Epidermolysis bullosa is a rare disease seen in children and young adults, which can cause fragile and blistering skin on different parts of the body. Usually, the blisters might appear as if it was caused by a minor injury, exposure to heat, scratching or rubbing. However, they can lead to some serious complications if not diagnosed and treated in time. In some severe cases, the blisters might also occur inside the body of the child, such as in the lining of the mouth or stomach. This can be a very serious condition, which would require surgery to treat the disorder.
Most kids show the signs of epidermolysis bullosa in their early childhood days. In newborns, the blisters might not appear until they start to walk or engage in new physical activities that cause strong friction on the feet. Sometimes, the symptoms might not be apparent at all until their teenage years or early adulthood days. In any case, the most common signs of epidermolysis bullosa include:
- Blisters on the hands and feet
- Fragile skin
- Thin nails
- Sores inside the mouth
- Thickened skin on the palms and/or sole of the feet
- Scarring of the scalp and hair loss
- Atrophic scars
- Small pimples or white bumps on the skin
- Dental problems
- Itchiness and pain
- Difficulty in swallowing
- Problems in breathing
- Infections and red, swollen skin
Note that there is no cure for epidermolysis bullosa yet, but it can be treated to limit its complications and prevent the development of more blisters. That is why it is important to see a doctor at the nearest community healthcare center as soon as you notice any symptoms of the disorder.
Epidermolysis bullosa is categorized as an inherited disease, which can be passed down to the child by either of the parents or by both parents. In some rare cases, the disorder happens due to a new mutation of the genes in the child.
There are mainly three types of epidermolysis bullosa, which are categorized based on the layer of the skin where the blisters form. The most common type of the disorder is epidermolysis bullosa simplex, wherein the blisters develop on the outer layer of the skin (epidermis). Usually, the blisters are seen on the palms and the feet of the children, and they heal on their own without any scarring.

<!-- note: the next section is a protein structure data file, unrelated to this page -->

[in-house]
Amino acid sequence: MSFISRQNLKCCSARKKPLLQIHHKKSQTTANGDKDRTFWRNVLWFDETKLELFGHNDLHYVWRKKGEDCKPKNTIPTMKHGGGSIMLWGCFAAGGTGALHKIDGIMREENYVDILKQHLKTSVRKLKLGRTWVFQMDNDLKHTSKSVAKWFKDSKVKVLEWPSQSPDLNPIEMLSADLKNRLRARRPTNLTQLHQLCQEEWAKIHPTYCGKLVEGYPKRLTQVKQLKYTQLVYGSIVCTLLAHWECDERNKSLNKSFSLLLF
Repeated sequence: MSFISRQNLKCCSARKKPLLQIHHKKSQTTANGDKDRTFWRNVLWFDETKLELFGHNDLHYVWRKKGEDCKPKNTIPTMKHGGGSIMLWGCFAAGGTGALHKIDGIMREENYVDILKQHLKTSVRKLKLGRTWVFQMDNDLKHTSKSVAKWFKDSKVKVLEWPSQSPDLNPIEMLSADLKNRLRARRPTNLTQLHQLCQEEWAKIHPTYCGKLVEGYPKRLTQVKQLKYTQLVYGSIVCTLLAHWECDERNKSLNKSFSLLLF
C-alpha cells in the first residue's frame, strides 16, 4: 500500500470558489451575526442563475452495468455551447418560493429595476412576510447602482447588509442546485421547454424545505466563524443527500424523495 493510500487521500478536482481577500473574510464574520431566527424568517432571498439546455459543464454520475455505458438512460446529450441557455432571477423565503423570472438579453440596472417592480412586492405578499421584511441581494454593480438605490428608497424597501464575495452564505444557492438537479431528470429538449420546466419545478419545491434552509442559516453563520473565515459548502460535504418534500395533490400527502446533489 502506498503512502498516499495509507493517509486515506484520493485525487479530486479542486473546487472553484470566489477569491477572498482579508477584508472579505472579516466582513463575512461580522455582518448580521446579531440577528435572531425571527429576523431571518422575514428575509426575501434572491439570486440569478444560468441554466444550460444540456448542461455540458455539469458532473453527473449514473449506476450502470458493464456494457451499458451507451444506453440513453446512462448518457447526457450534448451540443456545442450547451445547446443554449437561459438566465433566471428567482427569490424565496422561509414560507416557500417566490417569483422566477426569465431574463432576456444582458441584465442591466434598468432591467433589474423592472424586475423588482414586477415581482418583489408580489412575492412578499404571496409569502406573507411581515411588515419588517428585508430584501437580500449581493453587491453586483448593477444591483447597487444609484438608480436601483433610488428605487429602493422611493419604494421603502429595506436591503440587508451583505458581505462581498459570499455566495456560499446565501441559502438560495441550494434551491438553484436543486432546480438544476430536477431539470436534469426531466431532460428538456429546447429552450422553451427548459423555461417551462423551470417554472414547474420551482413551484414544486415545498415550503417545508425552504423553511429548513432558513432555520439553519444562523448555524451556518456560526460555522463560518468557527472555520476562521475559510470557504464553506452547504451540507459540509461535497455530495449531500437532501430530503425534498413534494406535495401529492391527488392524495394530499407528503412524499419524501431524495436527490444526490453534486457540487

The second type of the disease, junctional epidermolysis bullosa, is a severe condition, wherein blisters can develop in infancy and might even lead to scarring of the vocal tissues. Dystrophic epidermolysis bullosa is the third type of the disorder, which leads to thinning and weakening of the skin due to the lack of specific collagen in the dermis.
Epidermolysis bullosa can have mild to very serious complications, which is why diagnosing and treating the condition is very important in its early stages. Below are some of the most common complications of epidermolysis bullosa.
- Infections – Blisters on the skin can pave way for bacterial growth and infection, which in turn can put the child at risk to many other diseases.
- Sepsis – This is a condition that occurs when bacteria from an extensive infection enters the bloodstream and spreads all over the body. Sepsis can be a life-threatening condition in infants, as it progresses very quickly and can lead to shock and organ failure.
- Contractures – Severe cases of epidermolysis bullosa can make the muscles or tendons in the fingers and toes too tight, thereby leading to abnormal bending of joints. Sometimes, the disorder can cause fusion of the joints in the fingers or toes, which can happen to the knees and elbows as well.
- Nutritional Problems – Children with blisters in their mouth would find it very difficult to swallow food, which can lead to malnutrition. In newborns, this can affect the level of iron content in the blood, leading to anemia and other conditions. Besides, malnutrition can also cause a delay in wound healing.
- Constipation – In severe forms of epidermolysis bullosa, blisters can form in the anal area of the patient as well. This can make passing stool very difficult and painful for the child. Moreover, the lack of enough liquids or fiber-rich foods due to blisters in the mouth and/or throat can also lead to constipation.
- Dental Problems – Scarring of the tissues in the mouth can often lead to tooth decay in children. This can further affect their normal eating habits and lead to malnutrition.
- Skin Cancer – Young adults with epidermolysis bullosa are often seen to be at a higher risk of developing skin cancer. Usually, patients with epidermolysis bullosa develop a specific type of skin cancer, known as squamous cell carcinoma.
- Fatality – Infants diagnosed with junctional epidermolysis bullosa are at greater risk of developing infections and other life-threatening conditions. The severe blistering might also affect their ability to breathe.